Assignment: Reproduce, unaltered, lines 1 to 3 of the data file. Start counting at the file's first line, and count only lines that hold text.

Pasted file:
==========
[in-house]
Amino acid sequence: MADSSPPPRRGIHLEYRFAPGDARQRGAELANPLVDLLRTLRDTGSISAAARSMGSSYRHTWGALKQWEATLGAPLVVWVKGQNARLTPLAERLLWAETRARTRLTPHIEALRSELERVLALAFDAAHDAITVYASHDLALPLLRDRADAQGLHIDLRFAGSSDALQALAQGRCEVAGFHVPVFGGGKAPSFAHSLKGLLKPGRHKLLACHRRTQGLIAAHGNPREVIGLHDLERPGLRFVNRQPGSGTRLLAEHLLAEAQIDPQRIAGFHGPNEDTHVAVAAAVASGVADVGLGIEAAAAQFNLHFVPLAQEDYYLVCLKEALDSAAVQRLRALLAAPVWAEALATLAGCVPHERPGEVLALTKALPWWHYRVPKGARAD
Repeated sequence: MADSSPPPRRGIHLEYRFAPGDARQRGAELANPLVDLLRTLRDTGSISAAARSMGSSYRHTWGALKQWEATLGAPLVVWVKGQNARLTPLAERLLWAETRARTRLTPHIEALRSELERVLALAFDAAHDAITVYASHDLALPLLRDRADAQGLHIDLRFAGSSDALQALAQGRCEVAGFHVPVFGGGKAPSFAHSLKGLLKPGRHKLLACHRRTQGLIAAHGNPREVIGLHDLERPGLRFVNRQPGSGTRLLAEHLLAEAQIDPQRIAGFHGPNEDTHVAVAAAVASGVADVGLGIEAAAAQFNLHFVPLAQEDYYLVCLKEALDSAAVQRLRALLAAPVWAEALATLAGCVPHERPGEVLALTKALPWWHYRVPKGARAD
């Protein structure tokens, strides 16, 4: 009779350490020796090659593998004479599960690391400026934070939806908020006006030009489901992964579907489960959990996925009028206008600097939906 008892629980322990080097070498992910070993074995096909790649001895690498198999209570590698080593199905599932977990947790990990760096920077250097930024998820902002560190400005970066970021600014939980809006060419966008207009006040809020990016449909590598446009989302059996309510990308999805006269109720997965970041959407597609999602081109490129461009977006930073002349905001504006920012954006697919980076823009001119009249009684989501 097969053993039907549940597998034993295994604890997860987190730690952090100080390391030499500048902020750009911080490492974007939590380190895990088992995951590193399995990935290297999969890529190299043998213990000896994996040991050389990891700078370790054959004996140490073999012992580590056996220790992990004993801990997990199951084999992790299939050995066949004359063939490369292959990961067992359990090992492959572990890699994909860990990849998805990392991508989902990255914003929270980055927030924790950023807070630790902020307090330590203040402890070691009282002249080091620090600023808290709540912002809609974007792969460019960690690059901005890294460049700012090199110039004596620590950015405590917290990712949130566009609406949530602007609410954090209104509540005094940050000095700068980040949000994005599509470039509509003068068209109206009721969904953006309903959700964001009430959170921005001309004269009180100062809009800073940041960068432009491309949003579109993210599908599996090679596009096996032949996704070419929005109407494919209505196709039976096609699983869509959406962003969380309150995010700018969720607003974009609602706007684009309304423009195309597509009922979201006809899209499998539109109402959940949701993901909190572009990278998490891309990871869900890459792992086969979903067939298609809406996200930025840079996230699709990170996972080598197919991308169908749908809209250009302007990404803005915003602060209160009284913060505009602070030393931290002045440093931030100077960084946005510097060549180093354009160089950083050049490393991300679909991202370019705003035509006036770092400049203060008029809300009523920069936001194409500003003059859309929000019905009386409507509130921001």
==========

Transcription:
[in-house]
Amino acid sequence: MADSSPPPRRGIHLEYRFAPGDARQRGAELANPLVDLLRTLRDTGSISAAARSMGSSYRHTWGALKQWEATLGAPLVVWVKGQNARLTPLAERLLWAETRARTRLTPHIEALRSELERVLALAFDAAHDAITVYASHDLALPLLRDRADAQGLHIDLRFAGSSDALQALAQGRCEVAGFHVPVFGGGKAPSFAHSLKGLLKPGRHKLLACHRRTQGLIAAHGNPREVIGLHDLERPGLRFVNRQPGSGTRLLAEHLLAEAQIDPQRIAGFHGPNEDTHVAVAAAVASGVADVGLGIEAAAAQFNLHFVPLAQEDYYLVCLKEALDSAAVQRLRALLAAPVWAEALATLAGCVPHERPGEVLALTKALPWWHYRVPKGARAD
Repeated sequence: MADSSPPPRRGIHLEYRFAPGDARQRGAELANPLVDLLRTLRDTGSISAAARSMGSSYRHTWGALKQWEATLGAPLVVWVKGQNARLTPLAERLLWAETRARTRLTPHIEALRSELERVLALAFDAAHDAITVYASHDLALPLLRDRADAQGLHIDLRFAGSSDALQALAQGRCEVAGFHVPVFGGGKAPSFAHSLKGLLKPGRHKLLACHRRTQGLIAAHGNPREVIGLHDLERPGLRFVNRQPGSGTRLLAEHLLAEAQIDPQRIAGFHGPNEDTHVAVAAAVASGVADVGLGIEAAAAQFNLHFVPLAQEDYYLVCLKEALDSAAVQRLRALLAAPVWAEALATLAGCVPHERPGEVLALTKALPWWHYRVPKGARAD